1.2 Improving the treatment of MSW
Waste management systems have an overarching principle to protect public health. They rely on various strategies to minimise waste, to make best use of any waste that has a value, and to minimise any risk of pollution from waste management practices. The waste hierarchy lists the different ways of dealing with wastes according to what is best for the environment, starting with the most beneficial and working down to ‘disposal’, which is the least desirable way of getting rid of most wastes. Many versions of the hierarchy have been published, but they all present this same message. An example of the hierarchy is in Box 2.
Box 2 The waste hierarchy
Reduction: at the top of the hierarchy is waste reduction. This is the best option because the most effective way to limit the health effects and environmental impacts of waste is not to create waste in the first place.
Reuse: reuse can be defined as using a waste product without further transformation and without changing its shape or original nature. This is the second option in the waste hierarchy. Different types of solid wastes can be reused or used for a purpose similar to that originally intended, such as ‘upcycling’ clothes.
Recycling: this means that the waste material is reprocessed before being used to make new products.
Recovery: this is about finding other uses for wastes that enable some value to be extracted or recovered from them, usually by using them as a source of energy. Composting, the process where biodegradable organic wastes (food and garden waste) are converted into soil-like material (compost) in a natural biological process, is included within the recovery category.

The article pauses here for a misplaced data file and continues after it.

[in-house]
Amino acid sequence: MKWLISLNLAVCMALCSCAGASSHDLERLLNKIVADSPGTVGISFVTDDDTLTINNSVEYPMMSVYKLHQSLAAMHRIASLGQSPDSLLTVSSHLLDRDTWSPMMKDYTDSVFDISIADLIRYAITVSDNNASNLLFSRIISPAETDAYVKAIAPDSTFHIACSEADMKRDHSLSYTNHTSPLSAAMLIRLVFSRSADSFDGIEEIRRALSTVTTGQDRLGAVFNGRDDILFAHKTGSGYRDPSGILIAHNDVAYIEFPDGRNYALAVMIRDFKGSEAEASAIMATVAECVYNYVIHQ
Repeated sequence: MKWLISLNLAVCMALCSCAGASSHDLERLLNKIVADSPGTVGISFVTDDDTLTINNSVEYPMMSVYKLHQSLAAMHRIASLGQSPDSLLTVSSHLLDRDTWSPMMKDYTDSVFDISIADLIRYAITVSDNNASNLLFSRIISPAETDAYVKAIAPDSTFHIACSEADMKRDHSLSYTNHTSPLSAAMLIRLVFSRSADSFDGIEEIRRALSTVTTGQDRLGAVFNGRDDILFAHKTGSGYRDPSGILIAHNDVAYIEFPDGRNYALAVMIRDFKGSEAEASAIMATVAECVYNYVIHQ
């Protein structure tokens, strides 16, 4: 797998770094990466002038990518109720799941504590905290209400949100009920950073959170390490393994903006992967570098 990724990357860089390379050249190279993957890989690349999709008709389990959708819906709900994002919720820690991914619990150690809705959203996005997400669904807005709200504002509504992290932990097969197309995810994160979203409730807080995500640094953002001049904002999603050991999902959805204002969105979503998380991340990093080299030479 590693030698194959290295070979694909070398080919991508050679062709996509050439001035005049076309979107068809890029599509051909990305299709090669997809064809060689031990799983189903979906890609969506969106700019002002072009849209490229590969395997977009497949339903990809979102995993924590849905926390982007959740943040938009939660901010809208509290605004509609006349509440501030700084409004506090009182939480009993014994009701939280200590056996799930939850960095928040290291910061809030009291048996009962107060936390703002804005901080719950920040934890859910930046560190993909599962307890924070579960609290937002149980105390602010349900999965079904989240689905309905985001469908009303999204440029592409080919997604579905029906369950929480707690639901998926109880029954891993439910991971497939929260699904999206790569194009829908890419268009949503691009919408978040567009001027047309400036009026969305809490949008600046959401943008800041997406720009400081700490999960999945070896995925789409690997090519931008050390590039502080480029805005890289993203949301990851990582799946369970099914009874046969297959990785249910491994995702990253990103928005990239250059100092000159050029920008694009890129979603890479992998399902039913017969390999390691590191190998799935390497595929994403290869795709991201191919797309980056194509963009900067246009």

Disposal: waste disposal processes aim to isolate the waste from people and the environment in a manner that causes no harm. This is most commonly done by using a tightly controlled and regulated landfill site, though very high temperature thermal processing may be used for hazardous waste.
The waste hierarchy has been developed to consider the environmental benefits of various types of waste treatment. It does not say anything about the cost of different options or how easy it may be to employ the best options of a particular kind of waste.
Waste reduction clearly helps in two key ways. First, the greenhouse gases associated with making products (materials, manufacturing and then distribution) are avoided, and second, society benefits by not having to dispose of or manage the waste that the products would have generated. However, the simple categories outlined in Box 2 are subject to debate and can be interdependent. For example, composting often needs added extra heat to speed up the process to create useful products more quickly. Similarly, if waste is incinerated with energy recovery, so that the energy recovered can be used for district heating schemes or fed into the electricity grid, then some form of disposal for the ash generated is needed. This is commonly disposed of in a very highly controlled landfill site.